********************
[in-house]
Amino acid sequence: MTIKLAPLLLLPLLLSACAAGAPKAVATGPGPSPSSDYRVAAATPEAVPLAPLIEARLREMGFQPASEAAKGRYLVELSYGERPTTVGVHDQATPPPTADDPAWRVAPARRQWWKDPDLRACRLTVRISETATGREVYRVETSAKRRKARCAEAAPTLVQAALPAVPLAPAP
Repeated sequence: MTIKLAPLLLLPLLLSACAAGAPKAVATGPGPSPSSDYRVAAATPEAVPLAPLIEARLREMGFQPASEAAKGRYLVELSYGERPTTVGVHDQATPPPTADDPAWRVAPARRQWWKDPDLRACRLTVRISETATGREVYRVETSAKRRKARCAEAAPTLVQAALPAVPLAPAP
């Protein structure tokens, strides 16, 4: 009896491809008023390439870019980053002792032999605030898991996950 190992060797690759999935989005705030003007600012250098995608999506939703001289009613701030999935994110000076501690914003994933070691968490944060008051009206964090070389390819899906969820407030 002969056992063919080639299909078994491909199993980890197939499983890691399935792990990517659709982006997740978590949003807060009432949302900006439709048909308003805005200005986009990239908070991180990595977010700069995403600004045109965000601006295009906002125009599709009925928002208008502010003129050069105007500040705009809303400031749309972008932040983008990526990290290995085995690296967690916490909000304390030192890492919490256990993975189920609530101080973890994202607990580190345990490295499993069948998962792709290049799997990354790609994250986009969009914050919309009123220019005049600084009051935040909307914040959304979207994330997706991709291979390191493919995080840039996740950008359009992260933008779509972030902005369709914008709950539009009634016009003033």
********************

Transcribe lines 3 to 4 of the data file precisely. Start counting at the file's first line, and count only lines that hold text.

Repeated sequence: MTIKLAPLLLLPLLLSACAAGAPKAVATGPGPSPSSDYRVAAATPEAVPLAPLIEARLREMGFQPASEAAKGRYLVELSYGERPTTVGVHDQATPPPTADDPAWRVAPARRQWWKDPDLRACRLTVRISETATGREVYRVETSAKRRKARCAEAAPTLVQAALPAVPLAPAP
């Protein structure tokens, strides 16, 4: 009896491809008023390439870019980053002792032999605030898991996950 190992060797690759999935989005705030003007600012250098995608999506939703001289009613701030999935994110000076501690914003994933070691968490944060008051009206964090070389390819899906969820407030 002969056992063919080639299909078994491909199993980890197939499983890691399935792990990517659709982006997740978590949003807060009432949302900006439709048909308003805005200005986009990239908070991180990595977010700069995403600004045109965000601006295009906002125009599709009925928002208008502010003129050069105007500040705009809303400031749309972008932040983008990526990290290995085995690296967690916490909000304390030192890492919490256990993975189920609530101080973890994202607990580190345990490295499993069948998962792709290049799997990354790609994250986009969009914050919309009123220019005049600084009051935040909307914040959304979207994330997706991709291979390191493919995080840039996740950008359009992260933008779509972030902005369709914008709950539009009634016009003033």